Bookmark   January 10, 2008 at 5:22PM
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For anyone interested in using worm castings why not get started making your own using red wigglers. For the average home owner gardener you will most likely develop enough over time to use in your garden. I started vermicomposting 4-13 and last summer didnt get enough castings to really use. Over this winter I have used some castings in cuttings I took in late summer what I have noticed is more new leafing than previous. In these cuttings I have only used worm castings and liquid seaweed and that is also my plan for this years garden. My vow this year is to use no chemical additives at all. Also tests have shown that less is better concerning castings. Tests that used a 50% ratio of the mix did worse than a mix with 20% of the mix. The latter being the mix I go with. So I encourage people to go organic by vermicomposting plus you can help save the earth. Happy gardening.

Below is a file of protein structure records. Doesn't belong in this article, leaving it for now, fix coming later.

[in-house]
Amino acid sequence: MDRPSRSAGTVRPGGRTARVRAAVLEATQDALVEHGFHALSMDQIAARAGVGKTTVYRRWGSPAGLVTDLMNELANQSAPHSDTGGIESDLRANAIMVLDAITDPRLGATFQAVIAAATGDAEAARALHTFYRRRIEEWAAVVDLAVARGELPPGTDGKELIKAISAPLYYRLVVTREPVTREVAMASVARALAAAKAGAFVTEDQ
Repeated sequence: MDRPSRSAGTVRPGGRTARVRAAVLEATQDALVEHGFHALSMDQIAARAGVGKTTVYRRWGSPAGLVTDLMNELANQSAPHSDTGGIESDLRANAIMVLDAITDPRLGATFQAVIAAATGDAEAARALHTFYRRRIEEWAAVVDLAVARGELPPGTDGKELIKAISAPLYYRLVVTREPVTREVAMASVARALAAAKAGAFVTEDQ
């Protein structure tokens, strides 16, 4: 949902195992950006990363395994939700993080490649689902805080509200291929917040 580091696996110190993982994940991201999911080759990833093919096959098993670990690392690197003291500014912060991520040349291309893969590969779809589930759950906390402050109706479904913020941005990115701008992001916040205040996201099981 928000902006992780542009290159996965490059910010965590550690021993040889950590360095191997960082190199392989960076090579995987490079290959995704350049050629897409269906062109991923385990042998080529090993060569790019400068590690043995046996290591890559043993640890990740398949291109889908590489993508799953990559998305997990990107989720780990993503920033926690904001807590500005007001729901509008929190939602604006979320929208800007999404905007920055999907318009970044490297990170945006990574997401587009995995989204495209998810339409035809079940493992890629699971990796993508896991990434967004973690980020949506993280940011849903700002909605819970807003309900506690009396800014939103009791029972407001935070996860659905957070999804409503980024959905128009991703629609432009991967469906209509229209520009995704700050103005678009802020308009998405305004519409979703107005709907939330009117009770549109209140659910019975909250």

Bookmark   March 5, 2014 at 12:23PM
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though few here would be considered average home gardeners and I assume most of us are growing on acres and not square feet of garden.

I am not saying castings are bad but they are expensive and it would take a huge worm set up to get enough casting to fertilize my 4 acres of garden. Though I suppose I could sell the excess worms for bait (selling fishing bait is a dream of my husband's).

So for now i will stick with compost (which has a lot of castings judging by the worm population in out piles) and other natural fertilizers

    Bookmark   March 7, 2014 at 3:34AM